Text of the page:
D.12 Water Disposal / Groundwater Recharge

Treated effluent and/or stormwater can be directly discharged into receiving water bodies (such as rivers, lakes, etc.) or into the ground to recharge aquifers, depending on their quality.

The uses of the surface water body, whether for industry, recreation, spawning habitat, etc., and its size determine the quality and quantity of treated wastewater that can be introduced without deleterious effects. Alternatively, water can be discharged into aquifers. Groundwater Recharge is increasing in popularity as groundwater resources deplete and as saltwater intrusion becomes a greater threat to coastal communities. Although the soil is known to act as a filter for a variety of contaminants, Groundwater Recharge should not be viewed as a treatment method.

Design Considerations

It is necessary to ensure that the assimilation capacity of the receiving water body is not exceeded, i.e. that the receiving body can accept the quantity of nutrients without being overloaded. Parameters such as turbidity, temperature, suspended solids, biochemical oxygen demand, nitrogen and phosphorus content (among others) should be carefully controlled and monitored before releasing any water into a natural water body. Local authorities should be consulted to determine the discharge limits for the relevant parameters as they can widely vary. For especially sensitive areas, a post-treatment technology (e.g. chlorination POST ) may be required to meet microbiological limits. The quality of water extracted from a recharged aquifer is a function of the quality of the wastewater introduced, the method of recharge, the characteristics of the aquifer, the residence time, the amount of blending with other waters, the direction of groundwater flow and the history of the system. Careful analysis of these factors should precede any recharge project.


Groundwater Recharge does not require materials. Preceding technologies to add the water to the receiving water body, like Leach Fields D.9 or Soak Pits D.10 , require materials. Equipment for regular monitoring and evaluation of the groundwater quality might be needed.


The adequacy of discharge into a water body or aquifer will depend entirely on the local environmental conditions and legal regulations. Generally, discharge to a water body is only appropriate when there is a safe distance between the discharge point and the next closest point of use. Similarly, Groundwater Recharge is most appropriate for areas that are at risk of saltwater intrusion or aquifers that have a long retention time. Depending on the volume, the point of discharge and/or the quality of the water, a permit may be required. This technology should be implemented downstream of any settlement, as treated wastewater may still contain pathogens.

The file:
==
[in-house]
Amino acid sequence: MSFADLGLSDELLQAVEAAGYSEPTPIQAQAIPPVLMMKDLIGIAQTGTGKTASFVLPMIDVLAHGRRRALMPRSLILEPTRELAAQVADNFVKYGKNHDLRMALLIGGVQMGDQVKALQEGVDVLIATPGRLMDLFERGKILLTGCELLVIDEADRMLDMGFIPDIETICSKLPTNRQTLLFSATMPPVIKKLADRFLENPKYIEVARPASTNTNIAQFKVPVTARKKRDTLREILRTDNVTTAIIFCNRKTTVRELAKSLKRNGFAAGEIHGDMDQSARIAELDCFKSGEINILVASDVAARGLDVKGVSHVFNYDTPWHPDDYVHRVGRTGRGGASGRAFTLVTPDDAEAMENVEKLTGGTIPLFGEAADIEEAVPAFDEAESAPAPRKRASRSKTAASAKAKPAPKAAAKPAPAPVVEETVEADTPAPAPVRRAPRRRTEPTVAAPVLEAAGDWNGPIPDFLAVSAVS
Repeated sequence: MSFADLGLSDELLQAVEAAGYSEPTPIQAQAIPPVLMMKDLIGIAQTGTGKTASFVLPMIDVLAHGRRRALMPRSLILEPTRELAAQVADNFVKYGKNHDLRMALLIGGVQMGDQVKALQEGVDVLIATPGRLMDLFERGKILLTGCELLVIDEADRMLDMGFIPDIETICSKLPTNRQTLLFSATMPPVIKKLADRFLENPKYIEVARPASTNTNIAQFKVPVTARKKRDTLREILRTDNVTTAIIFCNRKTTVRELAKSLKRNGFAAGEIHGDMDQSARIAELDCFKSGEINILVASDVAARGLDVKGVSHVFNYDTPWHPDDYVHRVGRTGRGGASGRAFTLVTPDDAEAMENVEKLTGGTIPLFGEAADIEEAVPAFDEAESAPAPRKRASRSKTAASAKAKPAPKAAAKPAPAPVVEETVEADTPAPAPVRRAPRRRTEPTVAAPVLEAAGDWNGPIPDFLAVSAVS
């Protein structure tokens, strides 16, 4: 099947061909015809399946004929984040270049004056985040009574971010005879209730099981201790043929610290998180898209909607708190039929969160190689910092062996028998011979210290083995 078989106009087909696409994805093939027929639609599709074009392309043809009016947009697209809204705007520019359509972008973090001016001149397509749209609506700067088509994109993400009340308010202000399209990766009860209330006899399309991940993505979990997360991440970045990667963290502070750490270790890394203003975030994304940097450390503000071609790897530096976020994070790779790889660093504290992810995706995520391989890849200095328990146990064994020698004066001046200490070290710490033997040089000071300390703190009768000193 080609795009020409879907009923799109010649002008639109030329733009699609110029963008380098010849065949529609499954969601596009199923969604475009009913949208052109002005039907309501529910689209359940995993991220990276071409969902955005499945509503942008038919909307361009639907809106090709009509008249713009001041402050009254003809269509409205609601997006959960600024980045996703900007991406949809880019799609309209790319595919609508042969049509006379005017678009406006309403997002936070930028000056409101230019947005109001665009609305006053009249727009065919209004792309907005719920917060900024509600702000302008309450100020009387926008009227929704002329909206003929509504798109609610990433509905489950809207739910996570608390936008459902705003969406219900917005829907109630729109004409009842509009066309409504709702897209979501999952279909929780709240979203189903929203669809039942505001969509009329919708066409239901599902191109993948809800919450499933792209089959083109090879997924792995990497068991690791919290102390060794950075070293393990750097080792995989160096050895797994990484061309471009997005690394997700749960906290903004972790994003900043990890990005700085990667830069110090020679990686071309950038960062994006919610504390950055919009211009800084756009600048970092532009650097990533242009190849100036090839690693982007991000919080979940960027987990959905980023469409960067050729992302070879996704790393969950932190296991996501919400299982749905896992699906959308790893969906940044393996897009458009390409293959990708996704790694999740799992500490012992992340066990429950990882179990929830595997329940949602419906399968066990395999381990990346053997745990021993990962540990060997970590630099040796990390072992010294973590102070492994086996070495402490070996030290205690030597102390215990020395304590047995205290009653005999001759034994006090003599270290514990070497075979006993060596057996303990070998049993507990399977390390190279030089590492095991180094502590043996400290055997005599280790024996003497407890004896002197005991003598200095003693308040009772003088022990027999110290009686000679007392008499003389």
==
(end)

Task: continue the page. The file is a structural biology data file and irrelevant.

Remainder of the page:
Operation and Maintenance

Regular monitoring and sampling is important to ensure compliance with regulations and to ensure public health requirements. Depending on the recharge method, some mechanical maintenance may be required.

Health and Safety

For Groundwater Recharge, cations (e.g. Mg2+, K+, NH4 +) and organic matter will generally be retained within a solid matrix, while other contaminants (such as nitrates) will remain in the water. There are numerous models for the remediation potential of contaminants and microorganisms, but predicting downstream or  extracted water quality for a large suite of parameters is rarely feasible. Therefore, potable and non-potable water sources should be clearly identified, the most important  parameters modelled and a risk assessment completed.


There are no direct costs associated with this technology. There can be indirect costs depending on the recharge method, for example, construction of an outlet pipe or construction of a Soak Pit D.10 . Regular monitoring of groundwater requires the installation of monitoring wells.

Social Considerations

The domestic or recreational use of water bodies at the location of recharge should be prohibited, as there are still some health risks particularly if this water is used for consumption. This would require an information campaign at this location, for example using warning signs.


  • Contributes to a “drought-resistant” water supply by replenishing groundwater
  • May increase productivity of water bodies by contributing to maintenance of constant levels


  • Discharge of nutrients and micro-pollutants may affect natural water bodies and/or drinking water
  • Introduction of pollutants may have long-term impacts
  • May negatively affect soil and groundwater properties

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